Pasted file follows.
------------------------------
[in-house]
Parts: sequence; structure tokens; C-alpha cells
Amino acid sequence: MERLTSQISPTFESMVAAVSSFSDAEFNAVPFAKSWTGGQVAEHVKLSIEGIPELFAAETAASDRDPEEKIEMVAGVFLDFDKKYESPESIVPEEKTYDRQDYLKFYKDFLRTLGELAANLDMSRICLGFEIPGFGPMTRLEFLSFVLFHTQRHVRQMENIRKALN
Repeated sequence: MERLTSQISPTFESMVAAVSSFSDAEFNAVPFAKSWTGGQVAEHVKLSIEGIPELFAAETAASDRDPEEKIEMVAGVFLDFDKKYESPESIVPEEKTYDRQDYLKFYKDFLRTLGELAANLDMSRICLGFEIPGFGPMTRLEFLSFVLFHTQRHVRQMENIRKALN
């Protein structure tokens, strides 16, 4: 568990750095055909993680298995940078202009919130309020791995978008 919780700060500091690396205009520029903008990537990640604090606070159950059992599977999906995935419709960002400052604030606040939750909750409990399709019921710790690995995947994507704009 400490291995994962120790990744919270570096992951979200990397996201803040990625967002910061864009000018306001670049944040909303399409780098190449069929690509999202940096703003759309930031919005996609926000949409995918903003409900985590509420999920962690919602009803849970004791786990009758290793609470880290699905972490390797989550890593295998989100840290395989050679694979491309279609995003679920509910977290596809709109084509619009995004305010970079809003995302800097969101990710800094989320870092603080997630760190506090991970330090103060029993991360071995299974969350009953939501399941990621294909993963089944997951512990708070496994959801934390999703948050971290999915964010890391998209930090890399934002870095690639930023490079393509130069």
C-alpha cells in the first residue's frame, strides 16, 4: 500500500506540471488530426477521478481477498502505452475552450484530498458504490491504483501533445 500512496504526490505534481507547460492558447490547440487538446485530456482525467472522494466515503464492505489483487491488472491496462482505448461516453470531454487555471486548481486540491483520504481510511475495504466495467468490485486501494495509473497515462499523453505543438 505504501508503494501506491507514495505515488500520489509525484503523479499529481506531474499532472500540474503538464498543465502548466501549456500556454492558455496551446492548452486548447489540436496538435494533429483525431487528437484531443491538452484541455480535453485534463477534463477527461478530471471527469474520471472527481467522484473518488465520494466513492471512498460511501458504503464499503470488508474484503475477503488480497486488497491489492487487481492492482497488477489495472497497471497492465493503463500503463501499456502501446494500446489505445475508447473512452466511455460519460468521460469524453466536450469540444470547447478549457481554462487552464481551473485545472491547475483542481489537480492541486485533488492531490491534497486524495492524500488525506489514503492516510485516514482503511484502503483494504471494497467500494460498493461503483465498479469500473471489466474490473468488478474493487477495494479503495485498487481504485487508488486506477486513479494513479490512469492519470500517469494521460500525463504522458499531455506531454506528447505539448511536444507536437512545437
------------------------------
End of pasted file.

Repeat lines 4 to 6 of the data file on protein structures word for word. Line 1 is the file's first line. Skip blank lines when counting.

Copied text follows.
Repeated sequence: MERLTSQISPTFESMVAAVSSFSDAEFNAVPFAKSWTGGQVAEHVKLSIEGIPELFAAETAASDRDPEEKIEMVAGVFLDFDKKYESPESIVPEEKTYDRQDYLKFYKDFLRTLGELAANLDMSRICLGFEIPGFGPMTRLEFLSFVLFHTQRHVRQMENIRKALN
């Protein structure tokens, strides 16, 4: 568990750095055909993680298995940078202009919130309020791995978008 919780700060500091690396205009520029903008990537990640604090606070159950059992599977999906995935419709960002400052604030606040939750909750409990399709019921710790690995995947994507704009 400490291995994962120790990744919270570096992951979200990397996201803040990625967002910061864009000018306001670049944040909303399409780098190449069929690509999202940096703003759309930031919005996609926000949409995918903003409900985590509420999920962690919602009803849970004791786990009758290793609470880290699905972490390797989550890593295998989100840290395989050679694979491309279609995003679920509910977290596809709109084509619009995004305010970079809003995302800097969101990710800094989320870092603080997630760190506090991970330090103060029993991360071995299974969350009953939501399941990621294909993963089944997951512990708070496994959801934390999703948050971290999915964010890391998209930090890399934002870095690639930023490079393509130069």
C-alpha cells in the first residue's frame, strides 16, 4: 500500500506540471488530426477521478481477498502505452475552450484530498458504490491504483501533445 500512496504526490505534481507547460492558447490547440487538446485530456482525467472522494466515503464492505489483487491488472491496462482505448461516453470531454487555471486548481486540491483520504481510511475495504466495467468490485486501494495509473497515462499523453505543438 505504501508503494501506491507514495505515488500520489509525484503523479499529481506531474499532472500540474503538464498543465502548466501549456500556454492558455496551446492548452486548447489540436496538435494533429483525431487528437484531443491538452484541455480535453485534463477534463477527461478530471471527469474520471472527481467522484473518488465520494466513492471512498460511501458504503464499503470488508474484503475477503488480497486488497491489492487487481492492482497488477489495472497497471497492465493503463500503463501499456502501446494500446489505445475508447473512452466511455460519460468521460469524453466536450469540444470547447478549457481554462487552464481551473485545472491547475483542481489537480492541486485533488492531490491534497486524495492524500488525506489514503492516510485516514482503511484502503483494504471494497467500494460498493461503483465498479469500473471489466474490473468488478474493487477495494479503495485498487481504485487508488486506477486513479494513479490512469492519470500517469494521460500525463504522458499531455506531454506528447505539448511536444507536437512545437